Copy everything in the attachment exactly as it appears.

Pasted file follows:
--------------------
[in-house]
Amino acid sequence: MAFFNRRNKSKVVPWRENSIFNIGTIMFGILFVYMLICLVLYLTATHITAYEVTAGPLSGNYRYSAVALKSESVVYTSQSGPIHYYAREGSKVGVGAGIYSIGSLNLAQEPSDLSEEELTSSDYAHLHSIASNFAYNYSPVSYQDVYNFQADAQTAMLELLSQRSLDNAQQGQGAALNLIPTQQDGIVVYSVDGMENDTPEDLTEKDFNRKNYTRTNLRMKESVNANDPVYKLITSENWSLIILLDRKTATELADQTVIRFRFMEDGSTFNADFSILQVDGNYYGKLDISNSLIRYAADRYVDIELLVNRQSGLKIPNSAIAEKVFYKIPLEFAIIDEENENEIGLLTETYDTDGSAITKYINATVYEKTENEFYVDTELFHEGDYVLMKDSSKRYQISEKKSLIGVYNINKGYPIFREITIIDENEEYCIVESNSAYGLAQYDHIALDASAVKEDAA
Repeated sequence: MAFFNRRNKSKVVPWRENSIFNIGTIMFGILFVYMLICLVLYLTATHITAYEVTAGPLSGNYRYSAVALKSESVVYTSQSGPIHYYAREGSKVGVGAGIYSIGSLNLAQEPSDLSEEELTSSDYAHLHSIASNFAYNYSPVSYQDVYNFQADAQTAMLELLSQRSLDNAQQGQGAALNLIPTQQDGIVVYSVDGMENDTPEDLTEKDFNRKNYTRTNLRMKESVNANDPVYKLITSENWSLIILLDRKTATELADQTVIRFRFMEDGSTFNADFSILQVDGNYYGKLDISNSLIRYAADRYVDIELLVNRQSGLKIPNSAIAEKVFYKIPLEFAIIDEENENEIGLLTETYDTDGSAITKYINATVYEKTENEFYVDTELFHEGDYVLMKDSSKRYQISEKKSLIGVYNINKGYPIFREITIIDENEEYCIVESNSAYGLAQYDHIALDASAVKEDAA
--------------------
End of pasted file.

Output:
[in-house]
Amino acid sequence: MAFFNRRNKSKVVPWRENSIFNIGTIMFGILFVYMLICLVLYLTATHITAYEVTAGPLSGNYRYSAVALKSESVVYTSQSGPIHYYAREGSKVGVGAGIYSIGSLNLAQEPSDLSEEELTSSDYAHLHSIASNFAYNYSPVSYQDVYNFQADAQTAMLELLSQRSLDNAQQGQGAALNLIPTQQDGIVVYSVDGMENDTPEDLTEKDFNRKNYTRTNLRMKESVNANDPVYKLITSENWSLIILLDRKTATELADQTVIRFRFMEDGSTFNADFSILQVDGNYYGKLDISNSLIRYAADRYVDIELLVNRQSGLKIPNSAIAEKVFYKIPLEFAIIDEENENEIGLLTETYDTDGSAITKYINATVYEKTENEFYVDTELFHEGDYVLMKDSSKRYQISEKKSLIGVYNINKGYPIFREITIIDENEEYCIVESNSAYGLAQYDHIALDASAVKEDAA
Repeated sequence: MAFFNRRNKSKVVPWRENSIFNIGTIMFGILFVYMLICLVLYLTATHITAYEVTAGPLSGNYRYSAVALKSESVVYTSQSGPIHYYAREGSKVGVGAGIYSIGSLNLAQEPSDLSEEELTSSDYAHLHSIASNFAYNYSPVSYQDVYNFQADAQTAMLELLSQRSLDNAQQGQGAALNLIPTQQDGIVVYSVDGMENDTPEDLTEKDFNRKNYTRTNLRMKESVNANDPVYKLITSENWSLIILLDRKTATELADQTVIRFRFMEDGSTFNADFSILQVDGNYYGKLDISNSLIRYAADRYVDIELLVNRQSGLKIPNSAIAEKVFYKIPLEFAIIDEENENEIGLLTETYDTDGSAITKYINATVYEKTENEFYVDTELFHEGDYVLMKDSSKRYQISEKKSLIGVYNINKGYPIFREITIIDENEEYCIVESNSAYGLAQYDHIALDASAVKEDAA